You could try compressing your files to make the smaller. You can use your operating system’s default program to do this, or use a 3rd party program such as WinRAR or 7-Zip.

Check your distance from the datacenter.

Yes, you’re subscribed to a cloud, which can be virtually accessed from anywhere. However, location still plays a huge role here as every single file you send towards the cloud would have to be stored at physical datacenters located in different areas, depending on how wide your provider’s coverage may be.

Find out where the nearest datacenter is. If you are still experiencing slow upload speeds despite doing everything else from your end, then it’s a possibility that your data is being sent to a location that’s a lot farther that you think.

Learn how to prioritize files.

The more files you’re trying to upload in one go, the heavier the burden and the slower the process becomes. Try to figure out which files are most important and back them up first. If possible, you can do the upload per batch so that you can at least control how much data is being sent at any given time.

As for the less important files, you can always save them for later, or you can keep them in physical storage for now.

Cloud storage is definitely a convenient option when it comes to securing your data. As long as you know what factors affect the speed by which your files are stored, you can do your part in controlling the situation and make things as efficient as possible.

How to Integrate Various Cloud Storage Services on Your Chromebook

For heavy Google service users, using Chromebook make sense. However, the Chrome OS device is significantly less suited to users of other cloud storage services like OneDrive and Dropbox. This is because in the past, Google Drive was the sole cloud service recognized by its file menu. But not anymore. With a simple installation process, it’s now possible to view and open files from your chosen non-Google cloud service straight from the file menu of Chrome OS.

cloud storage services

Set-up Installation

Step One – To start, open your Chromebook and initiate the “Files” app. Choose “Add New Services” at the page’s sidebar. The system will present several third-party add-ons that you may install. Each add-on is tied up with a specific cloud provider. Apart from the main storage providers available like Dropbox and OneDrive, you can find other functions such as SFTP and WebDAV net connections.

Step Two – Choose the cloud storage service you want and then click the “Install” button. This step will add the service you chose to your Chrome OS. When you see a pop-out window, click on “Mount.” This will generate a log-in screen that will launch the sign-in page for the required credentials for the cloud service providers. When you sign in, a new folder will show up. Press it to view all the directories and folders stored in that cloud account.

Once the set-up installation is finished, your documents will be available equally as they would appear on a regular computer. At this point, locating the right data or media file can be found straight from the “Files” menu.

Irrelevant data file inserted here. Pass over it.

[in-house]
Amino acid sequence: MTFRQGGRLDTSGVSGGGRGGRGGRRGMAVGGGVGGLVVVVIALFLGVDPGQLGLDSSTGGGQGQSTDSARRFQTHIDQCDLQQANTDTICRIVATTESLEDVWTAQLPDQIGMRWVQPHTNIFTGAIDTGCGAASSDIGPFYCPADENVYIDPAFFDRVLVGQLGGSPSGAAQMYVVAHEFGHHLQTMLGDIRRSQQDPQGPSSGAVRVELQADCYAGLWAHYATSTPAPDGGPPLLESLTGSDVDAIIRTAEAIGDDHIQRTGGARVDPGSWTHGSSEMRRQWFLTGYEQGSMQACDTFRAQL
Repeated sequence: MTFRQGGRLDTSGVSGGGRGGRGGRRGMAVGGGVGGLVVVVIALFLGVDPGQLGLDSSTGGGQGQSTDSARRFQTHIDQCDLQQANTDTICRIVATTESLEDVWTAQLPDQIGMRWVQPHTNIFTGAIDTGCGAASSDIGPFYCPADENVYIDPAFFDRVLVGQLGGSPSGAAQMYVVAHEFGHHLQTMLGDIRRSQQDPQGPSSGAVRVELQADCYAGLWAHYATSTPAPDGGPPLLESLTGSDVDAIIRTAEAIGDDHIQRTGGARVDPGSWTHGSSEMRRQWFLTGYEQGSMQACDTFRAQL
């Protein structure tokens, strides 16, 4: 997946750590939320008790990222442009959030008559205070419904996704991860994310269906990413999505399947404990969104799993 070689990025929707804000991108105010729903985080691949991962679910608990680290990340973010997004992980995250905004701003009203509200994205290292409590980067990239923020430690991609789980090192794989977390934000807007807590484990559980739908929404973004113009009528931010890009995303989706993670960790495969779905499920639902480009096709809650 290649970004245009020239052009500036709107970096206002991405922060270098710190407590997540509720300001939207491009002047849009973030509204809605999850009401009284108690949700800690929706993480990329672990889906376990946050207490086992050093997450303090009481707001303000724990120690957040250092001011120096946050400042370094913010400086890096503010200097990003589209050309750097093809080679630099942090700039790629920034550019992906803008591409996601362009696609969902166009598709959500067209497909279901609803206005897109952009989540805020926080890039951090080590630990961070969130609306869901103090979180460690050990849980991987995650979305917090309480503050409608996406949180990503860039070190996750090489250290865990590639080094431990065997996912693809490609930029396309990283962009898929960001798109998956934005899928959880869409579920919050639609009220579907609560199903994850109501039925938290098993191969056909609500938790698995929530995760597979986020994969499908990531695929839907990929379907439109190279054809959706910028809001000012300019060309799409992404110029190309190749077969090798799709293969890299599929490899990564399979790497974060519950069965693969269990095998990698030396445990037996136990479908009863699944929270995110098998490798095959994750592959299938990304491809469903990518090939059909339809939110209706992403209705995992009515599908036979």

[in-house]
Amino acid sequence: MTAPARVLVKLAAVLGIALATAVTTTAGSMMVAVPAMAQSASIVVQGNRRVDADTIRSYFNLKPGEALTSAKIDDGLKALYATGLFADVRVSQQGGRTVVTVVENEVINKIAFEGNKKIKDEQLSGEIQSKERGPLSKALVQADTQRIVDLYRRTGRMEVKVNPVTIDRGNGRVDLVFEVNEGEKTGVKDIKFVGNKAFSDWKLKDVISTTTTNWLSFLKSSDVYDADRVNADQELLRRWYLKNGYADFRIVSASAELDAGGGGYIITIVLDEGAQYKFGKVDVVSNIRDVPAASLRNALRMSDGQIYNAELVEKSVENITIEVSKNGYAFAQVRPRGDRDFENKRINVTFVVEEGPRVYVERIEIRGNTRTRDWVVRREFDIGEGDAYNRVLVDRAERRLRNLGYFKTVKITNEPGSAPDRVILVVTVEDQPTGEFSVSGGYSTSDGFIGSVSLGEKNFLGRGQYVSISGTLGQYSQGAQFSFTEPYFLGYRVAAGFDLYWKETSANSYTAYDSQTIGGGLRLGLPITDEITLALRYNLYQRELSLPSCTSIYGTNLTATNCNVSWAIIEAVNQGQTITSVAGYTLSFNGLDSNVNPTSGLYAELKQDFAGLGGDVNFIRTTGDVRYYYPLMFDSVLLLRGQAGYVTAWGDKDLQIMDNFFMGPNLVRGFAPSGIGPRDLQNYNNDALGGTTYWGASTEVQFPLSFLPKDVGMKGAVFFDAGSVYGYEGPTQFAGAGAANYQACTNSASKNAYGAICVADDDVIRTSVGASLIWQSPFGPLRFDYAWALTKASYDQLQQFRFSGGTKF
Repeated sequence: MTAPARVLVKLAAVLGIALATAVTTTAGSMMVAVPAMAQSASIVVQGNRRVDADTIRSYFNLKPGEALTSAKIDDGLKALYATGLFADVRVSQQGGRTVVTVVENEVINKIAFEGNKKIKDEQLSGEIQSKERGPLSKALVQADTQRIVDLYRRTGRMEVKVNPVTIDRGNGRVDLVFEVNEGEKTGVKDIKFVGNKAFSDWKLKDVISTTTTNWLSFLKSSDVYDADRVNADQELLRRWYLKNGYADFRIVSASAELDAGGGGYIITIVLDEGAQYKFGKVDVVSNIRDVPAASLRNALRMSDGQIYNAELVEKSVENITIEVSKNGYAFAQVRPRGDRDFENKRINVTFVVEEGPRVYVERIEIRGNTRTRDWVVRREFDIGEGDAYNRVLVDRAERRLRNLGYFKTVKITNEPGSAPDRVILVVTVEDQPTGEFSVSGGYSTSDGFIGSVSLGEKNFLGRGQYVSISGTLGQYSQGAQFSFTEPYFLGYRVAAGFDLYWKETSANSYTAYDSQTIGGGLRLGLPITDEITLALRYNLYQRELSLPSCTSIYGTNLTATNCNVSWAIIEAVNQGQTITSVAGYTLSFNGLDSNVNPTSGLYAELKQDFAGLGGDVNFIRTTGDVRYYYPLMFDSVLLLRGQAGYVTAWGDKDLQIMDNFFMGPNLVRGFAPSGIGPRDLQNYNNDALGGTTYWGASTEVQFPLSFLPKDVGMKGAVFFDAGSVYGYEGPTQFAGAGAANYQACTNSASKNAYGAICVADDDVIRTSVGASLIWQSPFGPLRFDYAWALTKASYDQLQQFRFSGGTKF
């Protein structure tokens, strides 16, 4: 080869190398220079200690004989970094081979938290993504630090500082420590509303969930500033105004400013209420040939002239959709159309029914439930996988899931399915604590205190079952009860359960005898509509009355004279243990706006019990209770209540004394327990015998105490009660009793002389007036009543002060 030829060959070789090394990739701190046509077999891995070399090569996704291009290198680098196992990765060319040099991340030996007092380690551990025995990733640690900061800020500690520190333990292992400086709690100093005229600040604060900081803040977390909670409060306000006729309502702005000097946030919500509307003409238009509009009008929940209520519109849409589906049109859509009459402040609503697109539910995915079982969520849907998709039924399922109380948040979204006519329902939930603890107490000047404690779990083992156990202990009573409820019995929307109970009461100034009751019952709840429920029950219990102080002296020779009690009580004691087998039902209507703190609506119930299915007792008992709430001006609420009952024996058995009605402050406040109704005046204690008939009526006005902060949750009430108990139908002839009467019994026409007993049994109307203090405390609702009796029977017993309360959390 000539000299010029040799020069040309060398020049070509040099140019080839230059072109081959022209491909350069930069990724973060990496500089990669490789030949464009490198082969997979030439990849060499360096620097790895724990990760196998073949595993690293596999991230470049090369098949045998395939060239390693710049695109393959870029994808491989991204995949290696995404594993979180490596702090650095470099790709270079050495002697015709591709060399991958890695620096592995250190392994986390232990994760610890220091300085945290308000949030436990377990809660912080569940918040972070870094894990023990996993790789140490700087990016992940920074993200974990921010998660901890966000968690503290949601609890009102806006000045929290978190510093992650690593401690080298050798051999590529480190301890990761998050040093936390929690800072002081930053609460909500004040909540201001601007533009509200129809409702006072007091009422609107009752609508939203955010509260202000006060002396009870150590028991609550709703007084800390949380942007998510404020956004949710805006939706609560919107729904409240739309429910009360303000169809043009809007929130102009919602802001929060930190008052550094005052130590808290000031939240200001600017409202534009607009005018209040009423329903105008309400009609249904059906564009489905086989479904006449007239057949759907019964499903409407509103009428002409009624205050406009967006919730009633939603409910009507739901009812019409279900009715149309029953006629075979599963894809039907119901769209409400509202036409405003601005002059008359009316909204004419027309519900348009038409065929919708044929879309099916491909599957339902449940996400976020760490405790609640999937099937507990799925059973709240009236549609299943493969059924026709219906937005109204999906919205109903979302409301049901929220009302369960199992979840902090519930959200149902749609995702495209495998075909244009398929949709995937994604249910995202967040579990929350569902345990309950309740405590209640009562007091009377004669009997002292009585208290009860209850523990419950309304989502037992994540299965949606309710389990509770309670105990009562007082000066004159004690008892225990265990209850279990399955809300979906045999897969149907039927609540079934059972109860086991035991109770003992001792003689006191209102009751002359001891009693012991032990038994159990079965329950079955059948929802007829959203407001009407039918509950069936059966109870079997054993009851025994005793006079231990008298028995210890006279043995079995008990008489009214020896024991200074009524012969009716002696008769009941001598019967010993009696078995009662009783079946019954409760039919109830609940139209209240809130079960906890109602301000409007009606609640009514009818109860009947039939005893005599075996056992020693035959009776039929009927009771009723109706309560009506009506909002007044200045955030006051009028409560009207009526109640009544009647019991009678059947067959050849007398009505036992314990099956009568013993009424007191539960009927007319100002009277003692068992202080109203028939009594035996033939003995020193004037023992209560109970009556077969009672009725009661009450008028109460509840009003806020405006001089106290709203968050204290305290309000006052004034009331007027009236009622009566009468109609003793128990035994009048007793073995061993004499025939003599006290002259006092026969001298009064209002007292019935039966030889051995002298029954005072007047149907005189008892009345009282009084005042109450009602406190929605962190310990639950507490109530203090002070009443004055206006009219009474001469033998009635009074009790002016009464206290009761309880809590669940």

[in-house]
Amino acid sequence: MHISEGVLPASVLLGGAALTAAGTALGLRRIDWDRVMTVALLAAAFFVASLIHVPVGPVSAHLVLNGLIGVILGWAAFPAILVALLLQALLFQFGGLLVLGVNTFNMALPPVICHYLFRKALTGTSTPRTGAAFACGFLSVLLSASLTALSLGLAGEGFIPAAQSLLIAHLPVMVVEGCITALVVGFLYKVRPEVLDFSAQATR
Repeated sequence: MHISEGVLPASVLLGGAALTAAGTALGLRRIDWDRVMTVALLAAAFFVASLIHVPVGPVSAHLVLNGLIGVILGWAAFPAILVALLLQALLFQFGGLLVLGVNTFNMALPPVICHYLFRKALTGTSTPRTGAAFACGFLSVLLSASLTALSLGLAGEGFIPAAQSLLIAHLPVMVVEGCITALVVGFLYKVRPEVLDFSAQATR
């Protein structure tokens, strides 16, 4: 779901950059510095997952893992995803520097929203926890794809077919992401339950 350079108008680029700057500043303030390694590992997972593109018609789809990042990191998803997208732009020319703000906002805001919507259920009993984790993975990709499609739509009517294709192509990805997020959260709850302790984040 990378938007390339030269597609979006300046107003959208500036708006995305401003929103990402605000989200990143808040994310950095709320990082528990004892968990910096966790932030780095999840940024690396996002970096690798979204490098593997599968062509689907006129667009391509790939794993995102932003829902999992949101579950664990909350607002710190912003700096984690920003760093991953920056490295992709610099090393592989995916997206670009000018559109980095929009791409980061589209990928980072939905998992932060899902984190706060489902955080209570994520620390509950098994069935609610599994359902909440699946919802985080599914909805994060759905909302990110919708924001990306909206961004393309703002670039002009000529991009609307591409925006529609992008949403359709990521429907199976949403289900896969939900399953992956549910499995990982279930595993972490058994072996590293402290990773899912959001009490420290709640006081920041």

One Downside

The one downside to consider with this setup is that the “Files” menu links you to the other cloud server through these add-ons, instead of saving your files locally. This means the full size of the files on your hard drive will not store automatically. The restriction means you need to have an online connection to access your data.

Chromebooks are typically light in terms of hard drive space, so although this may annoy some users, this is just a part of the cloud-first approach of Chrome OS. Should you require offline touch-up features, either drag-and-drop the document into the Chrome OS “Download” folder or manually store the copy in your “Downloads.”

Disconnect the Service

If you want to disconnect one or all your chosen cloud storage services, simply click the arrow beside its cloud name located in the “Files” menu. This step will unmount the cloud service, although it will not get rid of the software from your Chromebook. If you decide to reconnect your “Files” menu to your preferred cloud account once more, simply search for the app in the application drawer.

This new cloud service set up installation will not replace the features you can do in Windows. However, it’s a great new technique for accessing the task you need from the non-Google cloud. What non-Google cloud storage services do you use? Share your thoughts below.

Why is Owning an Online Backup Service a Good BI Strategy?

Companies spend thousands to millions of dollars to gather different types of data regarding their product, customers, and employees. All of this raw information can be mined in order to produce usable analytics to support and enhance business decisions. Needless to say, securing this data is paramount.

Saving all general and confidential business records into a single server is not a good idea. A simple mistake, an accident, or a crash can wipe out all these information. Imagine having the business records in a physical server inside the office building, and then having a fire break out, completely destroying everything. There is no way to get the physical data back. And if the company doesn’t have any sort of storage backup, the business will crumble. A Business Intelligence (BI) strategy to avoid this unfortunate event is to use an online backup system to secure the company’s files and records.